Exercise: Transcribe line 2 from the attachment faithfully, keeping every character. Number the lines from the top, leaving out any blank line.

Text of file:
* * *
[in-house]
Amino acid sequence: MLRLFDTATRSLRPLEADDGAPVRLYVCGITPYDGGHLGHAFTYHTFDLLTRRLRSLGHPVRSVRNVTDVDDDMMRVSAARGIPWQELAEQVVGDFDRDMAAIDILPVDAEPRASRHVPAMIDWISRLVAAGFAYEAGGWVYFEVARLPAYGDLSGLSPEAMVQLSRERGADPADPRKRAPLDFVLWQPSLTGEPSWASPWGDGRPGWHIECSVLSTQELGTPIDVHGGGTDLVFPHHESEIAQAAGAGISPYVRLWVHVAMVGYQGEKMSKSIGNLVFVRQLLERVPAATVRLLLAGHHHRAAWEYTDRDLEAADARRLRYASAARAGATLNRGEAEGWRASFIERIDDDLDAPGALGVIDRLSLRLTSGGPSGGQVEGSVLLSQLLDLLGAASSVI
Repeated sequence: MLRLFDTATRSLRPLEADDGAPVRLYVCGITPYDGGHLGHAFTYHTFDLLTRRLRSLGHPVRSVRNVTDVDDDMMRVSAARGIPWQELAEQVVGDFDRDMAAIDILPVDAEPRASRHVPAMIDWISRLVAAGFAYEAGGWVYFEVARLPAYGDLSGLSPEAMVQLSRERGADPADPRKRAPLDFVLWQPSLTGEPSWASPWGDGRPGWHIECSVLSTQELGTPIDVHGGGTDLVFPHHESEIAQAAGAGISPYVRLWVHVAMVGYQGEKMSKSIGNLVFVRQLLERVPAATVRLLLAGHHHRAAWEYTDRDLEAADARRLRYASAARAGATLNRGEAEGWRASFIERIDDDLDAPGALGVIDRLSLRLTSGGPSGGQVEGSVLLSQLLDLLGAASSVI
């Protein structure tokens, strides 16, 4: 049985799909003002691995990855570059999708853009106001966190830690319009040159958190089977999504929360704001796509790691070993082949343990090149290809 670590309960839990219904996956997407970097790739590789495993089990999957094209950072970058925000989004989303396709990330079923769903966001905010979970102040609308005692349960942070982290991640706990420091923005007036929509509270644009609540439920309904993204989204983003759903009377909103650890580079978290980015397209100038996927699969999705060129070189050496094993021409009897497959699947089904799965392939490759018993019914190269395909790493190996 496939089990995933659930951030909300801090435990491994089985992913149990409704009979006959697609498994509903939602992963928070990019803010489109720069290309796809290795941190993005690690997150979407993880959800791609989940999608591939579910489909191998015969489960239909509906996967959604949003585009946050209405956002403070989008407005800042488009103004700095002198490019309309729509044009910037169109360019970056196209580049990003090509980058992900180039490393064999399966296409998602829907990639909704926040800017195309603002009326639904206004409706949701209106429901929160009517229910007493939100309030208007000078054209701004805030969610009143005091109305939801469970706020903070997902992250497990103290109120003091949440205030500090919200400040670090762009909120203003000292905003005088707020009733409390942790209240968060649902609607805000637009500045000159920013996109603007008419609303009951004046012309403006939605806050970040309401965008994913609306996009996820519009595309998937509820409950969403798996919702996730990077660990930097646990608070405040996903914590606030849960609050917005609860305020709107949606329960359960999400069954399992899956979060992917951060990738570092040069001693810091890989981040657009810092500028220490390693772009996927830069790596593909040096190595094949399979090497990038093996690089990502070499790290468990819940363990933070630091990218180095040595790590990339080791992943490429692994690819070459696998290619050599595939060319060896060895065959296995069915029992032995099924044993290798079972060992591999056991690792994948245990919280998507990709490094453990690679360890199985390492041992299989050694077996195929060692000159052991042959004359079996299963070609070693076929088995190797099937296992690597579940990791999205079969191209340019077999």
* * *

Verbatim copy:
Amino acid sequence: MLRLFDTATRSLRPLEADDGAPVRLYVCGITPYDGGHLGHAFTYHTFDLLTRRLRSLGHPVRSVRNVTDVDDDMMRVSAARGIPWQELAEQVVGDFDRDMAAIDILPVDAEPRASRHVPAMIDWISRLVAAGFAYEAGGWVYFEVARLPAYGDLSGLSPEAMVQLSRERGADPADPRKRAPLDFVLWQPSLTGEPSWASPWGDGRPGWHIECSVLSTQELGTPIDVHGGGTDLVFPHHESEIAQAAGAGISPYVRLWVHVAMVGYQGEKMSKSIGNLVFVRQLLERVPAATVRLLLAGHHHRAAWEYTDRDLEAADARRLRYASAARAGATLNRGEAEGWRASFIERIDDDLDAPGALGVIDRLSLRLTSGGPSGGQVEGSVLLSQLLDLLGAASSVI